This whole thing even spoils Dimitri's character for me. Truthfully, I have never been a big Dimitri fan. I don't dislike his character, I just found him to be rather boring. The only descriptions of him are of Rose's totally biased view of him being god-like. Not super deep stuff. But I had the sense that he was honorable and wise, and I did not have a problem with him and Rose ending up together in the end. So when Rose wants to sleep with him and he counters by very nobly saying he will not take a woman when she is with another man no matter how much he loves her, I found that very noble and very in character. But then, Rose manages to convince him to abandon his morals because `love.' Like, they couldn't keep it in their pants for 2 more days until she breaks up with Adrian? Seriously? A guy who has been described as having crazy-good self-control, being wise beyond his years, and striving for honor, can't wait to sleep with his supposed true love for 2 days? The way this whole situation was written in the book would have sat fine with me if Rose and Dimitri would have simply kissed - passionately kissed even. But them sleeping together brings it to a whole new level of un-likability and disbelief.

This book left a very bad taste in my mouth. I know Adrian and Sydney get to continue their stories in the Bloodlines series. As much as I want to read more of Adrian's character and see those two fall in love, I don't think I can handle any more of Richelle Mead's writing. I probably won't be reading anything else by her.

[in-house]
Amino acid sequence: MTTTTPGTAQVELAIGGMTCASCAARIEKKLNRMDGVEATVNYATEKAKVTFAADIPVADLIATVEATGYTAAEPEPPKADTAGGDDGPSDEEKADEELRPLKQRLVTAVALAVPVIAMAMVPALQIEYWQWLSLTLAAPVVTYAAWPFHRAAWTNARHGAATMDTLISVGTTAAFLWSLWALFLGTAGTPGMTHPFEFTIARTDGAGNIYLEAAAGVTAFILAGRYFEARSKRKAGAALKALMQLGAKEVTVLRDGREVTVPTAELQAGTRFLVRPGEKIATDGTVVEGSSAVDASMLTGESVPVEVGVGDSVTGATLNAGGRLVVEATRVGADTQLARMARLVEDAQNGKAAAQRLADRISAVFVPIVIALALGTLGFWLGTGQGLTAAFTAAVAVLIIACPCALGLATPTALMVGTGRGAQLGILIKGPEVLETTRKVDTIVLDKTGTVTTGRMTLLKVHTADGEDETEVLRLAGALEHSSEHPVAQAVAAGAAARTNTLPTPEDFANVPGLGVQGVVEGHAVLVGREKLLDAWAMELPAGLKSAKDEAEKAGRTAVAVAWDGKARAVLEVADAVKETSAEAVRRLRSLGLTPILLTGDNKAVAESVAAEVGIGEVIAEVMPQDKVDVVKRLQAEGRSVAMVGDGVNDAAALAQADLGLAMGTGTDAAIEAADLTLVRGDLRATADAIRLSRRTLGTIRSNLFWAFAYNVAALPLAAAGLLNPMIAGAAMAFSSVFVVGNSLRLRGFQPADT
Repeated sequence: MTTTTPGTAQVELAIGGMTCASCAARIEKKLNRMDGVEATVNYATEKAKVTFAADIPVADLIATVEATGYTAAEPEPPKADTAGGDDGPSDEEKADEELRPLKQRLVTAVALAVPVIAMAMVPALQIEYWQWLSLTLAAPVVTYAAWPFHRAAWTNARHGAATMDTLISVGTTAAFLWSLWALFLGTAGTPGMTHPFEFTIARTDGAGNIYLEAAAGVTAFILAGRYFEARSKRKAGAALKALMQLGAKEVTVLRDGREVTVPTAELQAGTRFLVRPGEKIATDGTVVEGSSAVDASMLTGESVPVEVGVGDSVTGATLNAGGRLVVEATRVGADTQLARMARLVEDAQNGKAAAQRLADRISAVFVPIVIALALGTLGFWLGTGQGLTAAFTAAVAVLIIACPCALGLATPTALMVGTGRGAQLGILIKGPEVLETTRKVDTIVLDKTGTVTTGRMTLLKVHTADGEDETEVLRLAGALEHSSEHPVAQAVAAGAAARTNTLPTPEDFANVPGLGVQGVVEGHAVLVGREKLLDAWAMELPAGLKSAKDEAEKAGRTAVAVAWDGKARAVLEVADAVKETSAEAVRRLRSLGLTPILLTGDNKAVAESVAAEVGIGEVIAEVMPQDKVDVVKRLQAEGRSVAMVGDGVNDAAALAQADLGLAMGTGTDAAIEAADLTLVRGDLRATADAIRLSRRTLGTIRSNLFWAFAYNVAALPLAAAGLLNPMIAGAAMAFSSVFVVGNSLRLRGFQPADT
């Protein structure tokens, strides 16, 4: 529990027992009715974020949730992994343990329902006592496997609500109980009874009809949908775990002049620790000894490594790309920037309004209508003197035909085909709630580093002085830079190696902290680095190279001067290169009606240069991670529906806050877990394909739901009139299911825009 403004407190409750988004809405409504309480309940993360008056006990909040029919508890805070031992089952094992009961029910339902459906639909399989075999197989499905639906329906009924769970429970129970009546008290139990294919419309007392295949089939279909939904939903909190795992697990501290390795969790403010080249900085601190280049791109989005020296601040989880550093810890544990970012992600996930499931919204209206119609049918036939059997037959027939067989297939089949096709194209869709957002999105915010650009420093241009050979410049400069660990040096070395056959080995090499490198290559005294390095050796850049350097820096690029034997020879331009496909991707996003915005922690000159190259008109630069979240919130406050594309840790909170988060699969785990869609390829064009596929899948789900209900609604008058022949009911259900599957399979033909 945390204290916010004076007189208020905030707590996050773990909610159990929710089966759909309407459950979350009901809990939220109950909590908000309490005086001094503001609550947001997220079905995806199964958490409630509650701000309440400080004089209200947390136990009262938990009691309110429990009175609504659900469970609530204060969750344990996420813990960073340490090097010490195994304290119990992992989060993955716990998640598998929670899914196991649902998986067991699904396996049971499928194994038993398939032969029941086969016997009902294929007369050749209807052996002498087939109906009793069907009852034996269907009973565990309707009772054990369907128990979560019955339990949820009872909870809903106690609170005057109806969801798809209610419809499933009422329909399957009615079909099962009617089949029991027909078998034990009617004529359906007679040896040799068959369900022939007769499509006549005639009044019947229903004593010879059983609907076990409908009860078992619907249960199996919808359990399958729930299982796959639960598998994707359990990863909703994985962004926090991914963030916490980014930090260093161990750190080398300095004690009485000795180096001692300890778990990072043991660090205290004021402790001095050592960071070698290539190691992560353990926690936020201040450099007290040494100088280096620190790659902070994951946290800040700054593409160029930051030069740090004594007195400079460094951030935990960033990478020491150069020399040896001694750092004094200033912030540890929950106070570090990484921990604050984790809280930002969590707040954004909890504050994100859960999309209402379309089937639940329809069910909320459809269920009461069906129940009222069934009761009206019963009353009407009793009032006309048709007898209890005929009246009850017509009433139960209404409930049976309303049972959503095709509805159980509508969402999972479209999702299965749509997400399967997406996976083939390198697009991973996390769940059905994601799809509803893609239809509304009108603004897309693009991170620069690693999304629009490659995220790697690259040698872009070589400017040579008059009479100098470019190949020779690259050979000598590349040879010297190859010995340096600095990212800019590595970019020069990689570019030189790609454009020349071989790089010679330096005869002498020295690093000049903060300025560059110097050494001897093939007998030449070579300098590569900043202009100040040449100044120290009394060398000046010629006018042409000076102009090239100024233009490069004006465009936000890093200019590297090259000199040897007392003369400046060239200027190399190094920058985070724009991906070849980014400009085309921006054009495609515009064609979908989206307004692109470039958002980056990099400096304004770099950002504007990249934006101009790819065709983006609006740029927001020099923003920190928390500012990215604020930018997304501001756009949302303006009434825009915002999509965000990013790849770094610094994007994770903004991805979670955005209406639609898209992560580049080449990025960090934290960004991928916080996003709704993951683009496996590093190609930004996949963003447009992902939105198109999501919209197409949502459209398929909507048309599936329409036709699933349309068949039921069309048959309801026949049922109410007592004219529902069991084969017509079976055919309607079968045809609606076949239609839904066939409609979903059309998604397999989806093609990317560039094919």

**EDIT 22 October 2014** I got bored and ended up reading the Bloodlines series (at least the books that are out right now). I think they are much better than this series. Mead's writing seems to have improved, as her characters are more fleshed out and likable. If, like me, you liked Adrian in this series, you should check out the Bloodlines series.
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on December 19, 2010
Ok, first off - how the HECK am I supposed to write a review without including HUGE spoilers?? I tempted Fate the day LAST SACRIFICE was released and ended up having emergency surgery. I hear you say "Well that sucks!" and believe me, you don't know the half of it. It took a good 5-6 days before I was able to read it, meanwhile each day I would cautiously use the Internet, avoiding the mere mention of the book like the very PLAGUE. I didn't want ANY hint/clue/suggestion/teaser/OMGSH rants to take away the full experience of reading it so that's my gift to you - dear review reader. I will now try to attempt the impossible and GUSH about how much I LOVED/ADORED/RELISHED/LOST MY HEART/TREASURED/WENT CRAZY OVER this book. Hmmm... maybe I should stop right there because doesn't that say it all? *taps finger on chin while thinking* You know what? Keep reading, I want to rant a little about the storyline and characters and honestly, what VA review wouldn't be complete if I didn't fall completely over myself about my LUST CRUSH Dimitri? Okay, let's proceed.